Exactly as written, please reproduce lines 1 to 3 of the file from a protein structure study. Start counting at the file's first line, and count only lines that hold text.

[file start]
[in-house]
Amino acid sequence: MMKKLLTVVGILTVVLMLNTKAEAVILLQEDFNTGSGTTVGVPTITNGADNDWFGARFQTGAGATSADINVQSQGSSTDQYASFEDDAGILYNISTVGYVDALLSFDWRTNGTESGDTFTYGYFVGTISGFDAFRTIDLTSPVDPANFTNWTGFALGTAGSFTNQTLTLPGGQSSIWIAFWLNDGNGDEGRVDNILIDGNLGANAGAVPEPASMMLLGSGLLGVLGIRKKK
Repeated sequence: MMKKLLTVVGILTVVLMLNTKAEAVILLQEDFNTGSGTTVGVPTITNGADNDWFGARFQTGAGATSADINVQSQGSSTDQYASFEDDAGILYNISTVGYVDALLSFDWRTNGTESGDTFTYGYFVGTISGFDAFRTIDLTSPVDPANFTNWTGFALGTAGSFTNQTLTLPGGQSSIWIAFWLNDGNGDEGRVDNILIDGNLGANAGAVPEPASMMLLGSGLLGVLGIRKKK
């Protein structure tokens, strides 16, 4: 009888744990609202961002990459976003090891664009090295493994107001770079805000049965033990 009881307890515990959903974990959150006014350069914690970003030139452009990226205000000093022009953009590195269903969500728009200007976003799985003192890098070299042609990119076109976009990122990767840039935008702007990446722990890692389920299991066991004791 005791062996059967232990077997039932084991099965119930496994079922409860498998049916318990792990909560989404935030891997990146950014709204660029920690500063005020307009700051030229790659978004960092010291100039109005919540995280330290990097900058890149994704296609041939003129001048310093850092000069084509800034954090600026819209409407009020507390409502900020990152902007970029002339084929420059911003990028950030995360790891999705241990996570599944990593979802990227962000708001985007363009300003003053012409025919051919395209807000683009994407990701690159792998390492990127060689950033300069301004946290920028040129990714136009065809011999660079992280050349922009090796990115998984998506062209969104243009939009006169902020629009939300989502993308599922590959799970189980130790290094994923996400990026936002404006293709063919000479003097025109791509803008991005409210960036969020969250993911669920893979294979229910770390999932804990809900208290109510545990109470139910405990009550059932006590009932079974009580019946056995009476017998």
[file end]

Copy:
[in-house]
Amino acid sequence: MMKKLLTVVGILTVVLMLNTKAEAVILLQEDFNTGSGTTVGVPTITNGADNDWFGARFQTGAGATSADINVQSQGSSTDQYASFEDDAGILYNISTVGYVDALLSFDWRTNGTESGDTFTYGYFVGTISGFDAFRTIDLTSPVDPANFTNWTGFALGTAGSFTNQTLTLPGGQSSIWIAFWLNDGNGDEGRVDNILIDGNLGANAGAVPEPASMMLLGSGLLGVLGIRKKK
Repeated sequence: MMKKLLTVVGILTVVLMLNTKAEAVILLQEDFNTGSGTTVGVPTITNGADNDWFGARFQTGAGATSADINVQSQGSSTDQYASFEDDAGILYNISTVGYVDALLSFDWRTNGTESGDTFTYGYFVGTISGFDAFRTIDLTSPVDPANFTNWTGFALGTAGSFTNQTLTLPGGQSSIWIAFWLNDGNGDEGRVDNILIDGNLGANAGAVPEPASMMLLGSGLLGVLGIRKKK